Hello all. I hope this note finds you all well and healthy.
My name is Anand Swaminathan and I’m an Emergency Physician at St. Joseph’s Hospital in Paterson, NJ. During this pandemic, I’ve taken care of 100s of COVID patients as well as working with hospitals and clinicians around the world in creating local COVID responses. I also have two kids in our school system and another that will be in the system beginning next year.
I’m writing to express my gratitude to the community for the sacrifices everyone has made to work within our state and town guidelines particularly in terms of keeping our children in school. In August, when the hybrid plan was rolled out by the school board, I was hopeful that we would be able to provide in-person school for students. However, my optimism was guarded, knowing that our resolve as a community would be tested. I expected that we would have outbreaks by early October leading schools to convert to all remote. I have been pleasantly surprised, and this is because of the efforts of each individual in our town.
As the pandemic wears on, it is increasingly challenging to stick to established, proven public health measures — masks, physical distancing, hand hygiene, getting tested when you have symptoms, providing information for contact tracing and avoiding gatherings (particularly indoors). Regardless of the mixed messages we hear, these measures are the only thing keeping COVID rates at bay. Despite our best efforts, cases are increasing in New Jersey. As of today, daily case rates are similar to what we were seeing in late May and rising. As a frontline clinician, I am already seeing a rise in patients at work as well.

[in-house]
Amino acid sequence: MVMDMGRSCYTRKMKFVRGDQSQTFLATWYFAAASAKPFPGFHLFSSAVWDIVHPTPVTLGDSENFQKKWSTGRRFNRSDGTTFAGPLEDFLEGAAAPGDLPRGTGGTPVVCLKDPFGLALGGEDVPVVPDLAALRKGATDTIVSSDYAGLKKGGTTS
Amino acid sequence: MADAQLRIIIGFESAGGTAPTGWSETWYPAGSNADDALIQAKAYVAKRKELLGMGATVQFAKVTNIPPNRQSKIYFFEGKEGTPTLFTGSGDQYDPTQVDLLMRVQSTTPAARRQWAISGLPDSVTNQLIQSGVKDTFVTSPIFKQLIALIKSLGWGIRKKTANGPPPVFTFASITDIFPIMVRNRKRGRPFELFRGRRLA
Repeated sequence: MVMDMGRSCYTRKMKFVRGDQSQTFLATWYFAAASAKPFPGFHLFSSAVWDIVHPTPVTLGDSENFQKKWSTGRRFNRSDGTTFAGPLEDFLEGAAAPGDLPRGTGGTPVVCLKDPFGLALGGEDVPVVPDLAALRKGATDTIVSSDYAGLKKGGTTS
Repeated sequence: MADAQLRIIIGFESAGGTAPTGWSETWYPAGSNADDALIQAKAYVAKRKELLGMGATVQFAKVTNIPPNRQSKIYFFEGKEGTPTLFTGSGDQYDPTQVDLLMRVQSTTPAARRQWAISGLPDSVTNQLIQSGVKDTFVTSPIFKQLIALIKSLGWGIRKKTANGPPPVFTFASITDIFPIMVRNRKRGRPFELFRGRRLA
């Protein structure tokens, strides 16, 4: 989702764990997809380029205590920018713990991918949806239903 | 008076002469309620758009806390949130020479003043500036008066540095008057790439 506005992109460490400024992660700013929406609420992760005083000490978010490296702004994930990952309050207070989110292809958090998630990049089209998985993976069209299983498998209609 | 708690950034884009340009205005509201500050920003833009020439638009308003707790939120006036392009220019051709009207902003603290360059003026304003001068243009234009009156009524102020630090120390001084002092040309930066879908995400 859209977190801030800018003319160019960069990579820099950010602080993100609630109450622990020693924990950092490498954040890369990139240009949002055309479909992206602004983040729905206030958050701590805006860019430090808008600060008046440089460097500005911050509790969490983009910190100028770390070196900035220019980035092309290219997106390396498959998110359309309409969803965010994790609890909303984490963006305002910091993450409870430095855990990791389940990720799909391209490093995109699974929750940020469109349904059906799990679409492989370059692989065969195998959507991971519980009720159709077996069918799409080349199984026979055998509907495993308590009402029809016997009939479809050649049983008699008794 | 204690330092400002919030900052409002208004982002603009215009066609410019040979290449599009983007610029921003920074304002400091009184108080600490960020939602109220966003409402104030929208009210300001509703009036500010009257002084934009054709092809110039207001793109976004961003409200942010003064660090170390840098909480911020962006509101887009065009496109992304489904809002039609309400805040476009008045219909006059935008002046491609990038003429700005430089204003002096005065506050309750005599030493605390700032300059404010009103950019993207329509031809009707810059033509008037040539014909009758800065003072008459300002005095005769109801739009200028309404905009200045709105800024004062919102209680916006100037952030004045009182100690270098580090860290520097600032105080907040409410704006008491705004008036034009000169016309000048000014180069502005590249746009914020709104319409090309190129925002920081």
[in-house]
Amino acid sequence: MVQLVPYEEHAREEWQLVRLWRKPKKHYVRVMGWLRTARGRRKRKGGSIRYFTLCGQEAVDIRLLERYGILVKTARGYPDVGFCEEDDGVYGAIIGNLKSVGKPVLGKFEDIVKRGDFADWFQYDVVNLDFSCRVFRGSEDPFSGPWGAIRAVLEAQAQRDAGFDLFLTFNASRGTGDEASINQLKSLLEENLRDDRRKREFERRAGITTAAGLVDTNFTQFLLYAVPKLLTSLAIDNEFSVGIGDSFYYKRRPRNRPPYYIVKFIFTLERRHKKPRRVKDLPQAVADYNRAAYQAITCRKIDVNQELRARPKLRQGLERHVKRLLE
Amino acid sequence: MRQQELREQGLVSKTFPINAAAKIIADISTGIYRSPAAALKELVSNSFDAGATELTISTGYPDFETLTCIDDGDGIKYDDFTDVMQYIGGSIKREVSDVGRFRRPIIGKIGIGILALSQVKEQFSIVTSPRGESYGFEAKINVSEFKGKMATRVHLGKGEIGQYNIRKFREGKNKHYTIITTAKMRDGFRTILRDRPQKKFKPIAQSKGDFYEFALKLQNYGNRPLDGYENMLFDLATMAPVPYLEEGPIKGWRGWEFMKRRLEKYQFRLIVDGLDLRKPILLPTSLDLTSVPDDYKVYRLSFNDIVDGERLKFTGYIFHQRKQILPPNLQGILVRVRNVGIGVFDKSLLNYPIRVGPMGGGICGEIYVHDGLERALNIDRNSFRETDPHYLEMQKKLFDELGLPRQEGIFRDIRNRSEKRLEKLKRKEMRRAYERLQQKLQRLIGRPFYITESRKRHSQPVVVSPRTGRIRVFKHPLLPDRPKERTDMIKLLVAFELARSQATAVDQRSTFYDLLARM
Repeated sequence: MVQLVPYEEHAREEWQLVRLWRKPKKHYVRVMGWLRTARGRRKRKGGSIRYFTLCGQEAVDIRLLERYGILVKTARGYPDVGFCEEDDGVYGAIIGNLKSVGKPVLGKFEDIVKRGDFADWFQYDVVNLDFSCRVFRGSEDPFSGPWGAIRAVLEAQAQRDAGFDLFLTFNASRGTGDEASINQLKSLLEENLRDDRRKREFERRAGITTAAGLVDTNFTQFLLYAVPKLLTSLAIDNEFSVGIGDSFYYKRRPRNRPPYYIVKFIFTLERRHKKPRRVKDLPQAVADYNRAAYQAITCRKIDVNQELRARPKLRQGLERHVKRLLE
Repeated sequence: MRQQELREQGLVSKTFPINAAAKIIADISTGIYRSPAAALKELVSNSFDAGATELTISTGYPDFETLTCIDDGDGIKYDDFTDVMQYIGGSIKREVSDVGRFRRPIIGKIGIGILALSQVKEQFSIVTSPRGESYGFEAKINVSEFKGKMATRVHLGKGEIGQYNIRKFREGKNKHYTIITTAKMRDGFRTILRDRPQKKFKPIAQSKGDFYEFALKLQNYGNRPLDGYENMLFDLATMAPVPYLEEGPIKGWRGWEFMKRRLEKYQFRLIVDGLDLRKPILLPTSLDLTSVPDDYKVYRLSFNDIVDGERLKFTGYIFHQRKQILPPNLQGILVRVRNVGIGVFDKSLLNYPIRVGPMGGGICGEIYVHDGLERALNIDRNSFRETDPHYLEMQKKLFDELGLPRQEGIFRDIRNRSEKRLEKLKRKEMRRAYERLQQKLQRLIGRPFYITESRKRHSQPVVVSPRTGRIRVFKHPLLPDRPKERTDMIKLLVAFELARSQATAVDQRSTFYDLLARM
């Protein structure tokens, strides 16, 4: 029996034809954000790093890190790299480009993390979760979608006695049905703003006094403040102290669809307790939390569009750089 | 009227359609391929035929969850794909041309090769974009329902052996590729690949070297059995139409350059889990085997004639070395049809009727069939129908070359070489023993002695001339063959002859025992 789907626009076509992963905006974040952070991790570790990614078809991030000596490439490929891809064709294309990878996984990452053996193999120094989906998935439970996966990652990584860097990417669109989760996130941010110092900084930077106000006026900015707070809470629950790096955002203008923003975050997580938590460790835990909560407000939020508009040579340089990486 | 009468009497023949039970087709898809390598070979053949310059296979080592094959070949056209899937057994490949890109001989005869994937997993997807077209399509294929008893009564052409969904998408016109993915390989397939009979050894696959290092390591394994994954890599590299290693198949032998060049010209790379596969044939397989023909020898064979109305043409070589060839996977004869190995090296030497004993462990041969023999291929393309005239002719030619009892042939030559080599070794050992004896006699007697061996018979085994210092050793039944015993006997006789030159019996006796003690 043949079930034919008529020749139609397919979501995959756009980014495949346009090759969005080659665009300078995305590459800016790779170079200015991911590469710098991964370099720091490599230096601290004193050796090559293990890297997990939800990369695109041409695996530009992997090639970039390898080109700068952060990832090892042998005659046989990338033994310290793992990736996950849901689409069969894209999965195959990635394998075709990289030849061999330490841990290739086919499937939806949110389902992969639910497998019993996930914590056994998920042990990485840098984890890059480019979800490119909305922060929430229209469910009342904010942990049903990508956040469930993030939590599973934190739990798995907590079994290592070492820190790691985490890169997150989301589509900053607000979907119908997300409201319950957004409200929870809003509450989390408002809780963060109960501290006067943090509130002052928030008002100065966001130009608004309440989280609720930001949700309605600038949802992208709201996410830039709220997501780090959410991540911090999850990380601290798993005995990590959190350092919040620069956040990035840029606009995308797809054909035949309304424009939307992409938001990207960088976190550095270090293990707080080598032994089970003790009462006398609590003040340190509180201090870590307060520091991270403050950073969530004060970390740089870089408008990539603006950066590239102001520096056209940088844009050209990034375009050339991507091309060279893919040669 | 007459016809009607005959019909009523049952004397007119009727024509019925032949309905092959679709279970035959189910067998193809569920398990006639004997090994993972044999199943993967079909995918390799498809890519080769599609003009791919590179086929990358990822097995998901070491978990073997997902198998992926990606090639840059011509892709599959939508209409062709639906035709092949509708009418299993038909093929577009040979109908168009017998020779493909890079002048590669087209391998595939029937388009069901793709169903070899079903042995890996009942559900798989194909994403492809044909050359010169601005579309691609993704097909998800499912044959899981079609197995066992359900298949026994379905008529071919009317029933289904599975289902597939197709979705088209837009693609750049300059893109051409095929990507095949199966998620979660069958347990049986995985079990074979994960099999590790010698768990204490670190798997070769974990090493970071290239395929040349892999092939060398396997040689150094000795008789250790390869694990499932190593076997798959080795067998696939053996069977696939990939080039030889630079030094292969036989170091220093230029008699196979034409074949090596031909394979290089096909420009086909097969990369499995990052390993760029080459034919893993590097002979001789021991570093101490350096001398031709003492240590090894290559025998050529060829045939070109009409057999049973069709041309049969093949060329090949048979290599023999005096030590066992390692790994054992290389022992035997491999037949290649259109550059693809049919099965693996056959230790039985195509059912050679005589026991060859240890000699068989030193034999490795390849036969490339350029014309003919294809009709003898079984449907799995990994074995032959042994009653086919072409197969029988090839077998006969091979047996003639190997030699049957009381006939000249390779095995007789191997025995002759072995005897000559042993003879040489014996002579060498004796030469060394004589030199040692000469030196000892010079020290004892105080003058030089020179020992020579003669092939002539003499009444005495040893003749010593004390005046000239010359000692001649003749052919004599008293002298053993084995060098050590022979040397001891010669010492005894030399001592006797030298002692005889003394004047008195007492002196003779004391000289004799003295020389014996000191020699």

Our community has done an amazing job making necessary sacrifices and now we need to make sure we stay the course. As the winter sets in, this will be increasingly challenging. Staying the course will allow our kids to have live classes longer. Of course, these measures will also serve to protect our community from illness. I am proud as a Westfield native to see what we’ve done; now is the time to double down on those efforts.
Stay the course, Westfield. Here’s what we need to do:
- Wear a mask when we absolutely can’t physically distance ourselves.
- Wash our hands.
- Stay physically distanced from each other.
- Get tested if you develop symptoms and isolate yourself.
- Provide information for contact tracing.
- Avoid gatherings — indoor and outdoor.
Our choices have made a profound difference over the last 8 months and continue to do so.
Anand Swaminathan MD, MPH
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